for potential confounding variables.\3\
---------------------------------------------------------------------------
    \3\ The procedure used to provide the required statistical control, 
propensity scoring, is described in detail in Appendix C of the Fourth 
Semi-Annual Report of Findings.
---------------------------------------------------------------------------
    Second, the absence of an association between exposure and outcome 
does not permit definitive rejection of all Campaign effects. The 
Evaluation recognizes the possibility of effects not detectable through 
comparisons between more and less well-exposed individuals. To the 
extent that effects are shared in social networks, or diffused through 
changes in institutional practices, they are sometimes not detectable 
through individual level comparisons.
    The third concern in making inferences from cross-sectional 
associations is that the association might be the result of the 
influence of outcomes on exposure rather than of exposure on outcomes. 
For example, it is possible that youth with a negative view of drugs 
are more likely to remember anti-drug advertising. This could explain 
the association just as well as the idea that exposure to anti-drug 
advertising affected their view of drugs. This concern, called the 
threat of reverse causation, cannot be eliminated under most 
circumstances with cross-sectional data. Therefore, when cross-
sectional associations between exposure and outcomes are found, it is 
also necessary to have data that provide evidence of causal order.
    With the Wave 4 data collection the Evaluation now has access to 
over-time, cohort data--youth and parents interviewed at Wave 1 were 
re-interviewed at Wave 4. The availability of this longitudinal data 
(i.e., ``over time'' data) makes it possible to apply a third test for 
Campaign effects, labeled ``delayed effects association'' by the 
Evaluation team and depicted in Figure 9. With these data we can 
examine the association between exposure measured at Wave 1 and 
outcomes measured at Wave 4. (Like the cross-sectional association 
analysis shown in Figure 8, causal inference from delayed association 
analyses is also at risk of possible influence from confounders. The 
same statistical procedure mentioned above is also used to address 
concerns here about the influence of confounders.) The finding of a 
delayed effects association enables the Evaluation to establish that 
the observed association between exposure and the later outcome cannot 
be the result of the outcome affecting exposure. Such a time-ordered 
association either reflects the delayed effect of exposure to ads 
measured at Wave 1 directly on the outcome measured at Wave 4, or that 
the effect of exposure at Wave 1 reflects continuing levels of 
subsequent exposure through Wave 4 which in turn affects the outcome at 
Wave 4. Both of these routes are consistent with a claim of influence 
of exposure on outcome.
    The additional explanatory power gained by the availability of 
longitudinal data is critical. This followup data can serve to sort out 
with some confidence the causal order between variables. Thus, the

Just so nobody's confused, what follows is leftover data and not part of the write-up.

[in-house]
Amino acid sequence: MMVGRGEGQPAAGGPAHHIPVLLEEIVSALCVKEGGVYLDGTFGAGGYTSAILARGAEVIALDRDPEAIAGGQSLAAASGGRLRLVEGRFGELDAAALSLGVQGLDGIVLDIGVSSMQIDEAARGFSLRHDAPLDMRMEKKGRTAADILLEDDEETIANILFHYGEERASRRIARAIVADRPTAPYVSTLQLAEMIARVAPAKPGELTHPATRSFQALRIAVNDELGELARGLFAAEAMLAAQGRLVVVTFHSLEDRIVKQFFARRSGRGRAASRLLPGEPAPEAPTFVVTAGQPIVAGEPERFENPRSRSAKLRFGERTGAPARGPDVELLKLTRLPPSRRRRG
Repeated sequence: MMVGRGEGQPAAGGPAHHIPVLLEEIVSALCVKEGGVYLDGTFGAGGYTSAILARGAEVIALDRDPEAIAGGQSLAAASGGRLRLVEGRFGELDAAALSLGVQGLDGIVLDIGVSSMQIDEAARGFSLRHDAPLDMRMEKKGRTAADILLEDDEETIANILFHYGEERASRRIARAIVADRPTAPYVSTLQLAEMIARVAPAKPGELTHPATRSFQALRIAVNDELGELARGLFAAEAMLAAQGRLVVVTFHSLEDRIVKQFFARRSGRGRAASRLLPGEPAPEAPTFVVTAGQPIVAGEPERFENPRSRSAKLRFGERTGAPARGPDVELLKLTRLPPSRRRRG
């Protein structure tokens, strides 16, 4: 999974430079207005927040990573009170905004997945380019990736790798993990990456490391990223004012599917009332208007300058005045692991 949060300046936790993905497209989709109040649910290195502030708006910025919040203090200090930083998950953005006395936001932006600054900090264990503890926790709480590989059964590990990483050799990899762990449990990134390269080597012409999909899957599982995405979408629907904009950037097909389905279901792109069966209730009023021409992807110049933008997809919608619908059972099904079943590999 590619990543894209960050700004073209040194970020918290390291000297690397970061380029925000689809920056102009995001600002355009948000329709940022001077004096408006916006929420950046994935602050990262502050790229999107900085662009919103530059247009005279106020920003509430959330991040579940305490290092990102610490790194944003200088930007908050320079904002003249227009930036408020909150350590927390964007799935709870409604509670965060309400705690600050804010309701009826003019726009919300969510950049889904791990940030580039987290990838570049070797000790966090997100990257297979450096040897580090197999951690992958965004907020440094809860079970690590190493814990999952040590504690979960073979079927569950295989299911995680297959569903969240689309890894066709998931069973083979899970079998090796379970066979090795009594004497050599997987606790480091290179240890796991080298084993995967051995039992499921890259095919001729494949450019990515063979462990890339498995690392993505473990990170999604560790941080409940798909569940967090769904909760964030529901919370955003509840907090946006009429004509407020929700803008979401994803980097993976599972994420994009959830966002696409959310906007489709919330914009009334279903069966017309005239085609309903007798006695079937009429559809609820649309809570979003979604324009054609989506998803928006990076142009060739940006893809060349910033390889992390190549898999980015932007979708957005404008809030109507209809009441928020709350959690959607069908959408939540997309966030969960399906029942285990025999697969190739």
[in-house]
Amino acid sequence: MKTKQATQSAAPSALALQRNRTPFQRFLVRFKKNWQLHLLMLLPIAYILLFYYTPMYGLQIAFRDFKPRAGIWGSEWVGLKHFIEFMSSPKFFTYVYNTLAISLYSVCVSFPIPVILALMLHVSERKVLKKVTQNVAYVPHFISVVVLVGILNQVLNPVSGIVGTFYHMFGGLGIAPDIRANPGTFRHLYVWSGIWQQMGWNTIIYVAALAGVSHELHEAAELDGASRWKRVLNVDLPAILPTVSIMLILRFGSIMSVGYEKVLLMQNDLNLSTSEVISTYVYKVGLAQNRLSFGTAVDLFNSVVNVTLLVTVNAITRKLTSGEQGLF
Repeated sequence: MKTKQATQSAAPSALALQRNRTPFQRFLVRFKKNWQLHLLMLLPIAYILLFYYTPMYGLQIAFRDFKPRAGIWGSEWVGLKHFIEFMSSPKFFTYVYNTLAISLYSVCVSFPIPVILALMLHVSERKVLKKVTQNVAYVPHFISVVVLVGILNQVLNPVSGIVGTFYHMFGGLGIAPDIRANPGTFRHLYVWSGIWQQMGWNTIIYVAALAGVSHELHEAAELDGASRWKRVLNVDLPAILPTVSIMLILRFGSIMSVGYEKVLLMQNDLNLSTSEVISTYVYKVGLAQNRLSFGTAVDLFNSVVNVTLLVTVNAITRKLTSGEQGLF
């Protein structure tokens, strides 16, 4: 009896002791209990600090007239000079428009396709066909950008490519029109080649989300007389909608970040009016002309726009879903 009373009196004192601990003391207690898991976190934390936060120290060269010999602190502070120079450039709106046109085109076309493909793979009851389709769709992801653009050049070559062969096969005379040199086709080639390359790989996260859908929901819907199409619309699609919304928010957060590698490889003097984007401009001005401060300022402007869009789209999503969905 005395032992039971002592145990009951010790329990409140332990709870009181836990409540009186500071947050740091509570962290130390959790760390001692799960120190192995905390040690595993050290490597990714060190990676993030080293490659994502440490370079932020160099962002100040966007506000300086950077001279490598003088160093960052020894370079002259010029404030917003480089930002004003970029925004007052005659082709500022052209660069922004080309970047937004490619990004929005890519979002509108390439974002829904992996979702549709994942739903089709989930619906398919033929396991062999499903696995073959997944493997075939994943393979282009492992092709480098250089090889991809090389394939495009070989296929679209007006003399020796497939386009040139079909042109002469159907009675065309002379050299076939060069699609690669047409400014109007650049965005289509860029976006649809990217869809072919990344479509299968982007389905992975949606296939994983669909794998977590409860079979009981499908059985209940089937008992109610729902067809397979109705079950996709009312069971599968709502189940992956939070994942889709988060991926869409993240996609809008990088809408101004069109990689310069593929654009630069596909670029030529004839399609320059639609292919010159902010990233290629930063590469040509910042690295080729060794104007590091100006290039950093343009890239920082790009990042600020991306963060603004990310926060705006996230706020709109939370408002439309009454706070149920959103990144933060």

delayed effects association analyses newly included in Fourth Semi-
Annual Report of Findings address a major concern raised above about 
making causal claims from cross-sectional associations. Evidence for a 
delayed effect would allow a clearer understanding of the causal order 
between exposure and outcomes.
    As noted above, at this time only data from the Wave 1 to Wave 4 
longitudinal sample are available for examination of the delayed 
effects association, approximately 40 percent of the eventual full 
sample.4 This sample is not large enough for overly detailed subgroup 
analysis, although analyses by gender, age, and risk subgroups are 
presented in our Fourth Semi-Annual Report of Findings, when 
appropriate. For the next semi-annual report, when longitudinal data 
will be available for the entire youth and parent sample, the full 
range of subgroup analyses will be presented.
    The Evaluation's reports contain a large number of analyses 
designed to examine Campaign effects, using several different analytic 
approaches and conducting analyses both for the full sample and for 
many different subgroups. Statistical tests of significance are used 
for each analysis to establish whether any effects observed might be 
simply the result of sampling error. In assessing the findings from 
these significance tests, it needs to be recognized that, even if there 
were no Campaign effects whatsoever, some of the large number of tests 
will produce significant results (negative and positive). Thus, for 
example, in the simplified case of 100 completely independent 
statistical tests with no effect present for any of them, one would 
expected that 5 of the tests would be statistically significant if a 5 
percent significance level is used. Considerable caution must, 
therefore, be exercised in assessing an isolated significant effect, or 
only a few statistically significant effects, when many tests are 
conducted. For this reason, when interpreting the many analyses in the 
Fourth Semi-Annual Report of Findings, we tend to downplay individual 
significant effects, and rather look for consistent patterns of 
effects.
    To date, the Evaluation has prepared four semi-annual reports of 
findings with the most recent report having been submitted in May 2002. 
Three additional semi-annual reports are planned, one following each of 
the three remaining NSPY data collection waves.



















    Senator Dorgan. Dr. Hornick, thank you very much. This is 
the evaluation; is that correct?
    Mr. Hornick. A previous version. We actually have an 
elegant looking version, but it is the same----